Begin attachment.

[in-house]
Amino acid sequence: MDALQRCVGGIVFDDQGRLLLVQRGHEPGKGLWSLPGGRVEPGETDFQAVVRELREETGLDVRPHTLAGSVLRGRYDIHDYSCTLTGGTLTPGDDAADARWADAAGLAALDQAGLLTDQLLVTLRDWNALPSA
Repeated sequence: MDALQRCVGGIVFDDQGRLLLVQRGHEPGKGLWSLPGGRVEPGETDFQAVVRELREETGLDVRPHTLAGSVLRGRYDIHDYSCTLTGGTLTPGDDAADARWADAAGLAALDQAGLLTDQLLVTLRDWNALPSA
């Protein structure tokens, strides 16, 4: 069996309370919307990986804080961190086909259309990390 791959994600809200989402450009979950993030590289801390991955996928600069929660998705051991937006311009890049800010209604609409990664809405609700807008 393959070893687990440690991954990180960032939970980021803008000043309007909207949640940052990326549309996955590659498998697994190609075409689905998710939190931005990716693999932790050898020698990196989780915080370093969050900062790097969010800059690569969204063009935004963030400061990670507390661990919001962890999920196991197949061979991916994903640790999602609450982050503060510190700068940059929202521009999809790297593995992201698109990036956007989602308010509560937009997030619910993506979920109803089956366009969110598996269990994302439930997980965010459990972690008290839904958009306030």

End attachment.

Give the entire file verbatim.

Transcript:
[in-house]
Amino acid sequence: MDALQRCVGGIVFDDQGRLLLVQRGHEPGKGLWSLPGGRVEPGETDFQAVVRELREETGLDVRPHTLAGSVLRGRYDIHDYSCTLTGGTLTPGDDAADARWADAAGLAALDQAGLLTDQLLVTLRDWNALPSA
Repeated sequence: MDALQRCVGGIVFDDQGRLLLVQRGHEPGKGLWSLPGGRVEPGETDFQAVVRELREETGLDVRPHTLAGSVLRGRYDIHDYSCTLTGGTLTPGDDAADARWADAAGLAALDQAGLLTDQLLVTLRDWNALPSA
């Protein structure tokens, strides 16, 4: 069996309370919307990986804080961190086909259309990390 791959994600809200989402450009979950993030590289801390991955996928600069929660998705051991937006311009890049800010209604609409990664809405609700807008 393959070893687990440690991954990180960032939970980021803008000043309007909207949640940052990326549309996955590659498998697994190609075409689905998710939190931005990716693999932790050898020698990196989780915080370093969050900062790097969010800059690569969204063009935004963030400061990670507390661990919001962890999920196991197949061979991916994903640790999602609450982050503060510190700068940059929202521009999809790297593995992201698109990036956007989602308010509560937009997030619910993506979920109803089956366009969110598996269990994302439930997980965010459990972690008290839904958009306030």